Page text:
I began documenting my annual wildlife highlights in 2008, and it has become an annual tradition. While 2020 started off with a bang, I have been staying close to home since mid-March, so this year’s highlights will focus on what I have had the opportunity to experience during this COVID year.
Since I am not a New Year’s Eve party person, I head out on New Year’s Day. Depending on the weather, it is often ‘car’ birding west of the Petroglyph NM. On January 1, 2020, one of my stops was at the Shining River bosque area where an American Dipper had taken up residence for the winter again.
While a Tundra Swan or two often show up at the Bosque del Apache during the winter, Trumpeter Swans are rare. I saw the report on the New Mexico Rare Bird sightings and headed down to La Joya WMA, adjacent to the Sevilleta NWR. By time I arrived, they had flown off, but returned in the early afternoon when I was able to see the pair.
Little did I know that when I led a trip to the Bosque del Apache NWR for the Thursday Birders in early February that it would be my last trip for the year. One of our highlights was seeing a Tundra Swam.
Once COVID changed life as we knew it, my wildlife highlights were, with one exception, in the greater Albuquerque area.
In late February, a friend mentioned feeding meal worms to a Greater Roadrunner in her neighborhood. I decided to give it a try. Within 24 hours, one of the roadrunners who I would see occasionally in my yard discovered the dried meal worms I put out.
That gesture started a roadrunner adventure that kept me entertained throughout the lock down. Within a month, it was clear that I had a couple visiting together.
Then one of the parents brought its juvenile to my yard in early April
and I was able to watch it grow and be fed for about a month.
In July, the parents must have had a second brood and would bring more chicks to the yard. At one point, I counted five Greater Roadrunners – 2 parents, the young juvenile that has been here for almost 2 weeks, and 2 more juveniles – all 3 begging juveniles were being fed.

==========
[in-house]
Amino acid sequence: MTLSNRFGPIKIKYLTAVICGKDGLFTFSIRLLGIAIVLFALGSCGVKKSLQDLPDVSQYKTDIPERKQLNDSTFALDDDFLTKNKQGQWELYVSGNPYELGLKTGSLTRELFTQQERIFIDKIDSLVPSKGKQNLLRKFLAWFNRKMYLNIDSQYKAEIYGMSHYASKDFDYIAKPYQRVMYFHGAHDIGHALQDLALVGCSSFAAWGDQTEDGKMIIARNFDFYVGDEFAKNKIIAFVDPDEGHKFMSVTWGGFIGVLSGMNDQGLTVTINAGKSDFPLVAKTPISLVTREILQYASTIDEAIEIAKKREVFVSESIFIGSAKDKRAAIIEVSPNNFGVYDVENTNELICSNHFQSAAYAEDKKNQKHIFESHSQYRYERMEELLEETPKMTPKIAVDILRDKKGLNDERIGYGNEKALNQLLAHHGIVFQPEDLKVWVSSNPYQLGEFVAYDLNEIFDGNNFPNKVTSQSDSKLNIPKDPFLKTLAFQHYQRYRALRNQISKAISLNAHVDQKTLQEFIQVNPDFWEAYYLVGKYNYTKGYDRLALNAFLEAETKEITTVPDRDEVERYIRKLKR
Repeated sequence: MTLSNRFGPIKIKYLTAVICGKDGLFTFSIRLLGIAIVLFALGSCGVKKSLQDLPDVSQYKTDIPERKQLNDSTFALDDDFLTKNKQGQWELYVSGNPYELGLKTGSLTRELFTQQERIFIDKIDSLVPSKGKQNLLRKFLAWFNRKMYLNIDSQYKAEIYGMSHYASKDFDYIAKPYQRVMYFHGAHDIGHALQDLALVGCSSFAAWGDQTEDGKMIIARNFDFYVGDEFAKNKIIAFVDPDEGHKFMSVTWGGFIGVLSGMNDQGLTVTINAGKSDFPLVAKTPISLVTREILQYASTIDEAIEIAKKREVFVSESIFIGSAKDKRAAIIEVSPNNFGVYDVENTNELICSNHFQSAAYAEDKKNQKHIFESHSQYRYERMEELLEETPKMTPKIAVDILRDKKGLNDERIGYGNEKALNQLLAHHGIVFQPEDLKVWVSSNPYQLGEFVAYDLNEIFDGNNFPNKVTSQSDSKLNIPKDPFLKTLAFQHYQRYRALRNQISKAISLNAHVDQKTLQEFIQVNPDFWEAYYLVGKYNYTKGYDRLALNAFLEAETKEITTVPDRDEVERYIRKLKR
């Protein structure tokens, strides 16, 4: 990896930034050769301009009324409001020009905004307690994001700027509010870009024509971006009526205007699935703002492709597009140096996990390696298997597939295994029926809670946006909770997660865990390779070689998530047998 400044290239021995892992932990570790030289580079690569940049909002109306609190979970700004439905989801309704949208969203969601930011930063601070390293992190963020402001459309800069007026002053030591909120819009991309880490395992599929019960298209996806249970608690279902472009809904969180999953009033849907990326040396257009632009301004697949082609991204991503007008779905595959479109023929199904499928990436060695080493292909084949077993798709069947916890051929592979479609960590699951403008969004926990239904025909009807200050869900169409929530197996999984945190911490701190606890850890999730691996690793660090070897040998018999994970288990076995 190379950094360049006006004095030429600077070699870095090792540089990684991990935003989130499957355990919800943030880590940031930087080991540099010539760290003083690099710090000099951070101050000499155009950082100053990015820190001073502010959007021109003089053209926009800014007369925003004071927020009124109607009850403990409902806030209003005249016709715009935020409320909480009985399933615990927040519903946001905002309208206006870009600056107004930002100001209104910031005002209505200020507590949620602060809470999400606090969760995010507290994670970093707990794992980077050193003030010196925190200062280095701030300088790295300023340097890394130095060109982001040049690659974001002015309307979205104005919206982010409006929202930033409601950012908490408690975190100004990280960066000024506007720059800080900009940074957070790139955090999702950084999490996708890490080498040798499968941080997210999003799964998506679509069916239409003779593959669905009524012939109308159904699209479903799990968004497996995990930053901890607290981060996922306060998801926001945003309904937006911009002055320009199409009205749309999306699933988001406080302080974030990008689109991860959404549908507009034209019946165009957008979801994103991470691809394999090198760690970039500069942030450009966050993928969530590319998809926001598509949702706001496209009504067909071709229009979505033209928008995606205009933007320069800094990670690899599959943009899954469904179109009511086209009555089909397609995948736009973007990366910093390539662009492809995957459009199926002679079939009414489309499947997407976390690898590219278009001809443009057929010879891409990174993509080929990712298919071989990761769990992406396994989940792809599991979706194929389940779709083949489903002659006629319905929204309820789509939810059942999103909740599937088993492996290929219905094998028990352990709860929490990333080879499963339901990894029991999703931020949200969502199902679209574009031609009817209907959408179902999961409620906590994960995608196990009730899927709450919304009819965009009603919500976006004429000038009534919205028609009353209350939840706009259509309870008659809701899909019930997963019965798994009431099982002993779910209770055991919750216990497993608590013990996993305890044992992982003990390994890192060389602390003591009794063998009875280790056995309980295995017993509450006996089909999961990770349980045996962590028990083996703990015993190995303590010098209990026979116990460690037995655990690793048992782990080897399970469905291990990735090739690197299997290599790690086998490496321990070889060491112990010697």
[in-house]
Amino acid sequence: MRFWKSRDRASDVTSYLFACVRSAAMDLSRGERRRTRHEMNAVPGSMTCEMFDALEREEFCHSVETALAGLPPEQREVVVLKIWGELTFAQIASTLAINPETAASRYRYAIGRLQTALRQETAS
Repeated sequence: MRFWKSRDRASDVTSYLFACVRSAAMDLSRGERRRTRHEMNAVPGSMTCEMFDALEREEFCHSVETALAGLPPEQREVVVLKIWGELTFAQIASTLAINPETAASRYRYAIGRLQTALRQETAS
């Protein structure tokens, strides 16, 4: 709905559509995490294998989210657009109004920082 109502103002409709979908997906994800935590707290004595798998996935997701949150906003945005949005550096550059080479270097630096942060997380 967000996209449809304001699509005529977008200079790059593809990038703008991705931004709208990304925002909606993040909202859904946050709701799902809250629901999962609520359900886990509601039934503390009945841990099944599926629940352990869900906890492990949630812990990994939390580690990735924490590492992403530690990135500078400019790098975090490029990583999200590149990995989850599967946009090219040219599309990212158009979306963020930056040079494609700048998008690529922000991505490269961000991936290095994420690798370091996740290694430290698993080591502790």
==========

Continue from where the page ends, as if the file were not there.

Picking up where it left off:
In late July, one of the young roadrunners was evidently left overnight in my yard. I discovered it perched on a horizontal branch where it appeared to be safe.
It would stay there until its parent arrived to feed it.
After a few days, it would leave its perch on its own. I decided to see how curious it would be and left the door to my sunroom open. After a while it wandered over, came in and sat near the door for a few minutes.
I was also able to experience the birth of two different litters of Desert Cottontails. On April 4 I noticed two adults in my yard and labeled this picture on Facebook as ‘Bunny Love.’
Someone responded that ‘if there are two, there will be more’ – and they were right. Three weeks later I discovered they had made a nest by tunneling through a juniper bush when I saw a bunny sitting in the sun outside of the hole.
One of the adults began digging burrows in my yard. I filled two of them, but left one and often saw an adult crossing the yard in its direction in the late afternoon.
And, for a while, I would see a baby bunny hiding behind a bush near my water spigot.
In June I was finally visiting some Albuquerque birding locations and was delighted the Hooded Warbler that had arrived earlier was still hanging out. I was able to sit quietly in my car and watch it emerge from a nearby bush and took a picture of it through the front windshield.
By late spring, I could head to the mountains. Two of my favorite birding locations were the Cienega Picnic Area where flocks of Red Crossbills would come through and a Lewis’s Woodpecker spent a few days in late summer – and frequently encountered one or more birding friends while I was there.
As I walked along the service road south of the Ellis Trailhead, I would almost always see a Hermit Thrush.
I was thrilled when my niece asked me whether I wanted to go with them to the Jemez Mountains in early October – and got my Mountain Bluebird ‘fix’ for the year.
When fall migration began, there were rare bird sightings that took me to places around the city. There was the mid-September weekend when three rare warbler species were being seen at the UNM Duck Pond. In early October a Black-throated Blue Warbler spent a couple of days at the City View Park in Albuquerque’s NE Heights,
and at the end of the month I was able to see the Golden-crowned Sparrow at the Rio Grande Nature Center.
By early November pandemic cases were starting to rise again, and New Mexico residents were urged to stay close to home. While I participated in two Christmas Bird Counts and it was so good to be out, they did not result in any exciting wildlife highlights.
As the year comes to a close, I am dreaming of opportunities to travel beyond Central New Mexico and hopefully, more exciting wildlife highlights.